# Revision history [back]

Ideally, there should be a random_element method but it is not implemented (yet). There seems to be a number of algorithms out there, so if you plan to implement one, please consider contributing it into Sage !

If you so not really mind the density, you can just look at the QR-decomposition of a random real matrix (though this itself is not well defined):

sage: G = MatrixSpace(RDF,3)
sage: M = G.random_element()
sage: M
[ -0.1404815835403903   -0.907286820365103  -0.6367014795215493]
[ -0.8102701316983039  -0.6717220161934689  -0.8229332100998983]
[ 0.07523133592237663 -0.12920794641969602   0.8627681516027308]
sage: M.QR()[0]
[ -0.1701173836118859   0.9573741300667837 -0.23344132211739152]
[ -0.9812035951583826 -0.14266646456180654  0.12994531441225488]
[ 0.09110203423256512  0.25115942142054726   0.9636489840135694]


Or as a one-liner:

sage: MatrixSpace(RDF,3).random_element().QR()[0]
[ -0.7533460901267146  0.23805009753414352  -0.6130267690360484]
[ -0.6227231008312081 0.041418062637191194   0.7813453038052681]
[ 0.21138970689689907   0.9703693601672336    0.117037159341282]


If you mind having the density corresponding to the Haar measure, according to https://en.wikipedia.org/wiki/Orthogonal_matrix#Randomization you can generate a real matrix with Gaussian entries such that the diagonal ones are positive:

sage: dim = 3
sage: M = Matrix(RDF, dim, dim, [normalvariate(0,1) for _ in range(dim^2)])
sage: for i in range(dim):
M[i,i] = abs(M[i,i])
sage: M
[ 0.0795518237100608 0.07691005207967933  1.0416355962282533]
[ 0.4941624083721146 0.06751228996968504  1.6387527474726973]
[ 1.8797460779164274 0.05562094144225769  0.8965938466096621]
sage: M.QR()[0]
[-0.04089557143145095  -0.8217108088199684  -0.5684354835033859]
[ -0.2540363391790334  -0.5416652758107634   0.8012891284407673]
[ -0.9663297007821968  0.17717244607805865 -0.18659269475761167]

sage: G = MatrixSpace(RDF,3)
sage: M = G.random_element()


Ideally, there should be a random_element method but it is not implemented (yet). There seems to be a number of algorithms out there, so if you plan to implement one, please consider contributing it into Sage !

If you so not really mind the density, you can just look at the QR-decomposition of a random real matrix (though this itself is not well defined):

sage: G = MatrixSpace(RDF,3)
sage: M = G.random_element()
sage: M
[ -0.1404815835403903   -0.907286820365103  -0.6367014795215493]
[ -0.8102701316983039  -0.6717220161934689  -0.8229332100998983]
[ 0.07523133592237663 -0.12920794641969602   0.8627681516027308]
sage: M.QR()[0]
[ -0.1701173836118859   0.9573741300667837 -0.23344132211739152]
[ -0.9812035951583826 -0.14266646456180654  0.12994531441225488]
[ 0.09110203423256512  0.25115942142054726   0.9636489840135694]


Or as a one-liner:

sage: MatrixSpace(RDF,3).random_element().QR()[0]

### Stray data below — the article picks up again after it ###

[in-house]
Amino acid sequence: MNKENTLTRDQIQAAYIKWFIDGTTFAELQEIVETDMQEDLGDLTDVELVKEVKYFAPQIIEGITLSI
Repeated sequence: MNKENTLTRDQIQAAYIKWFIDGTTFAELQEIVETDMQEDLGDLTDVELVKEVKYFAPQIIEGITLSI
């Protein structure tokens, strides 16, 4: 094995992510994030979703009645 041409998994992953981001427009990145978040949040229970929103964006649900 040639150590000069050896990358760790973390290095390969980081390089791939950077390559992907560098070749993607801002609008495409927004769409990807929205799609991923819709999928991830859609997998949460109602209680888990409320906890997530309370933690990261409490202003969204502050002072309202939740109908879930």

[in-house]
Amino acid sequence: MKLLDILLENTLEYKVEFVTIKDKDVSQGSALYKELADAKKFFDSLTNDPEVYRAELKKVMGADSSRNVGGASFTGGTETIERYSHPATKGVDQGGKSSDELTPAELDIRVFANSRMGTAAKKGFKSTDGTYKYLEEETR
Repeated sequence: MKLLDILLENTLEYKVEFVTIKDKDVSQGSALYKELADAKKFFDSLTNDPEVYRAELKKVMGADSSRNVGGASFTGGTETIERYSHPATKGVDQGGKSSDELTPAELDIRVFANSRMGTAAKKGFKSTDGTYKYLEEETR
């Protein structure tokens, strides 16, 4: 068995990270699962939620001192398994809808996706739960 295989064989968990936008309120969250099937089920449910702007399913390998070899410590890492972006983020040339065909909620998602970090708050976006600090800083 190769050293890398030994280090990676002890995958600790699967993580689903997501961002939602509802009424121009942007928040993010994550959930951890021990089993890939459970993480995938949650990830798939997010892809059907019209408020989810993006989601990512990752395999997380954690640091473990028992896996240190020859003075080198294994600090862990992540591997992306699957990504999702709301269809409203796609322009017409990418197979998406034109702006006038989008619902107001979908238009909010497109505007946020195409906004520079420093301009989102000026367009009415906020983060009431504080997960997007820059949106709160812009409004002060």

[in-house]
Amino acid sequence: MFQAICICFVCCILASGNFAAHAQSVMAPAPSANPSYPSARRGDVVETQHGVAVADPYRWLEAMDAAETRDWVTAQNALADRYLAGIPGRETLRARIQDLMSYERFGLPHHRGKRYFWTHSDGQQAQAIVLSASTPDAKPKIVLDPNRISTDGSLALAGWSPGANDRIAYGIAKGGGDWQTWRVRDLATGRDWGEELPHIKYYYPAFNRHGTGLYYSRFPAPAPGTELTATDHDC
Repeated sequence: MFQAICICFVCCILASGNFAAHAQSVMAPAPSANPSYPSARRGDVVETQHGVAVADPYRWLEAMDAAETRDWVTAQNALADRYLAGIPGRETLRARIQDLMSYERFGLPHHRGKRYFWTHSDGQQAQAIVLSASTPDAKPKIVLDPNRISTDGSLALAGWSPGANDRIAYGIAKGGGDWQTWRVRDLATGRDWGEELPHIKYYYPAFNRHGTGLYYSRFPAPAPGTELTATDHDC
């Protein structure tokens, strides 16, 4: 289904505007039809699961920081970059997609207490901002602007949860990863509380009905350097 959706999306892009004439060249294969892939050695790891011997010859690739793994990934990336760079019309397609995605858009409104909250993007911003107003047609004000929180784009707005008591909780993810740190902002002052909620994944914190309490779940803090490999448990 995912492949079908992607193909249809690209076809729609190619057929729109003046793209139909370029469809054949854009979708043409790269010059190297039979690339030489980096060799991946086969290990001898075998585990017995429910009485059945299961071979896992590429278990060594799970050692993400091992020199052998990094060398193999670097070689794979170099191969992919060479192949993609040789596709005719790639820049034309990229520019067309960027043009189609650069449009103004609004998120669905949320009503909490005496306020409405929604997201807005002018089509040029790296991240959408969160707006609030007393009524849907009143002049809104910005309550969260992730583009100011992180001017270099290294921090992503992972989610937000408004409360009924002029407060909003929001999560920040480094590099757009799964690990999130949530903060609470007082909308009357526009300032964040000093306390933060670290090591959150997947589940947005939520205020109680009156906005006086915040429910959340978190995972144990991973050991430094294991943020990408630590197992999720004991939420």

[ -0.7533460901267146  0.23805009753414352  -0.6130267690360484]
[ -0.6227231008312081 0.041418062637191194   0.7813453038052681]
[ 0.21138970689689907   0.9703693601672336    0.117037159341282]


If you mind having the density corresponding to the Haar measure, according to https://en.wikipedia.org/wiki/Orthogonal_matrix#Randomization you can generate a real matrix with Gaussian entries such that the diagonal ones are positive:

sage: dim = 3
sage: M = Matrix(RDF, dim, dim, [normalvariate(0,1) for _ in range(dim^2)])
sage: for i in range(dim):
M[i,i] = abs(M[i,i])
sage: M
[ 0.0795518237100608 0.07691005207967933  1.0416355962282533]
[ 0.4941624083721146 0.06751228996968504  1.6387527474726973]
[ 1.8797460779164274 0.05562094144225769  0.8965938466096621]
sage: M.QR()[0]
[-0.04089557143145095  -0.8217108088199684  -0.5684354835033859]
[ -0.2540363391790334  -0.5416652758107634   0.8012891284407673]
[ -0.9663297007821968  0.17717244607805865 -0.18659269475761167]

sage: G = MatrixSpace(RDF,3)
sage: M = G.random_element()


Ideally, there should be a random_element method but it is not implemented (yet). There seems to be a number of algorithms out there, so if you plan to implement one, please consider contributing it into Sage !

If you so do not really mind the density, you can just look at the QR-decomposition of a random real matrix (though this itself is not well defined):

sage: G = MatrixSpace(RDF,3)
sage: M = G.random_element()
sage: M
[ -0.1404815835403903   -0.907286820365103  -0.6367014795215493]
[ -0.8102701316983039  -0.6717220161934689  -0.8229332100998983]
[ 0.07523133592237663 -0.12920794641969602   0.8627681516027308]
sage: M.QR()[0]
[ -0.1701173836118859   0.9573741300667837 -0.23344132211739152]
[ -0.9812035951583826 -0.14266646456180654  0.12994531441225488]
[ 0.09110203423256512  0.25115942142054726   0.9636489840135694]


Or as a one-liner:

sage: MatrixSpace(RDF,3).random_element().QR()[0]
[ -0.7533460901267146  0.23805009753414352  -0.6130267690360484]
[ -0.6227231008312081 0.041418062637191194   0.7813453038052681]
[ 0.21138970689689907   0.9703693601672336    0.117037159341282]


If you mind having the density corresponding to the Haar measure, according to https://en.wikipedia.org/wiki/Orthogonal_matrix#Randomization you can generate a real matrix with Gaussian entries such that the diagonal ones are positive:

sage: dim = 3
sage: M = Matrix(RDF, dim, dim, [normalvariate(0,1) for _ in range(dim^2)])
sage: for i in range(dim):
M[i,i] = abs(M[i,i])
sage: M
[ 0.0795518237100608 0.07691005207967933  1.0416355962282533]
[ 0.4941624083721146 0.06751228996968504  1.6387527474726973]
[ 1.8797460779164274 0.05562094144225769  0.8965938466096621]
sage: M.QR()[0]
[-0.04089557143145095  -0.8217108088199684  -0.5684354835033859]
[ -0.2540363391790334  -0.5416652758107634   0.8012891284407673]
[ -0.9663297007821968  0.17717244607805865 -0.18659269475761167]